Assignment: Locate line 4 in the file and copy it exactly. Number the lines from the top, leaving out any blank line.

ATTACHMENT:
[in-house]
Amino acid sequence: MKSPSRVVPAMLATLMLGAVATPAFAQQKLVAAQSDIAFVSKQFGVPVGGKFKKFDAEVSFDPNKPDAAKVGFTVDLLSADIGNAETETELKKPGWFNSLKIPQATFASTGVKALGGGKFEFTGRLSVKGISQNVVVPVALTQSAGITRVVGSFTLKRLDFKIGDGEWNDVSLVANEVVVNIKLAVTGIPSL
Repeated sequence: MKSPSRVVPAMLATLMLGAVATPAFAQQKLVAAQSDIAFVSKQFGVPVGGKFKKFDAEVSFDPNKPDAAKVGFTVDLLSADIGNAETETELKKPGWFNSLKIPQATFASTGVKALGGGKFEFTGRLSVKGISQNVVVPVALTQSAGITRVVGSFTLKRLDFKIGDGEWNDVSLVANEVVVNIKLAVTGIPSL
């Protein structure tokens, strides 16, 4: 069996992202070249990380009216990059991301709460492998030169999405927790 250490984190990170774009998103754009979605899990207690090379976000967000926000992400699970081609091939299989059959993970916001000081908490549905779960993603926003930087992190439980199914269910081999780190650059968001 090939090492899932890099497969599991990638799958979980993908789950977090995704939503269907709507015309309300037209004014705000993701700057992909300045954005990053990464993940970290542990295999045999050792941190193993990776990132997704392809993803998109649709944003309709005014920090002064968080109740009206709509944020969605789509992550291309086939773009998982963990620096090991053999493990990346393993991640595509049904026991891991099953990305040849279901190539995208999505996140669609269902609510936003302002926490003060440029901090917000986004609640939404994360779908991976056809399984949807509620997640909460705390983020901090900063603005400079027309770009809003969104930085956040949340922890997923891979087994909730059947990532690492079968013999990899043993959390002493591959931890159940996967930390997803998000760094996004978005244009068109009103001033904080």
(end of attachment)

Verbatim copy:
């Protein structure tokens, strides 16, 4: 069996992202070249990380009216990059991301709460492998030169999405927790 250490984190990170774009998103754009979605899990207690090379976000967000926000992400699970081609091939299989059959993970916001000081908490549905779960993603926003930087992190439980199914269910081999780190650059968001 090939090492899932890099497969599991990638799958979980993908789950977090995704939503269907709507015309309300037209004014705000993701700057992909300045954005990053990464993940970290542990295999045999050792941190193993990776990132997704392809993803998109649709944003309709005014920090002064968080109740009206709509944020969605789509992550291309086939773009998982963990620096090991053999493990990346393993991640595509049904026991891991099953990305040849279901190539995208999505996140669609269902609510936003302002926490003060440029901090917000986004609640939404994360779908991976056809399984949807509620997640909460705390983020901090900063603005400079027309770009809003969104930085956040949340922890997923891979087994909730059947990532690492079968013999990899043993959390002493591959931890159940996967930390997803998000760094996004978005244009068109009103001033904080």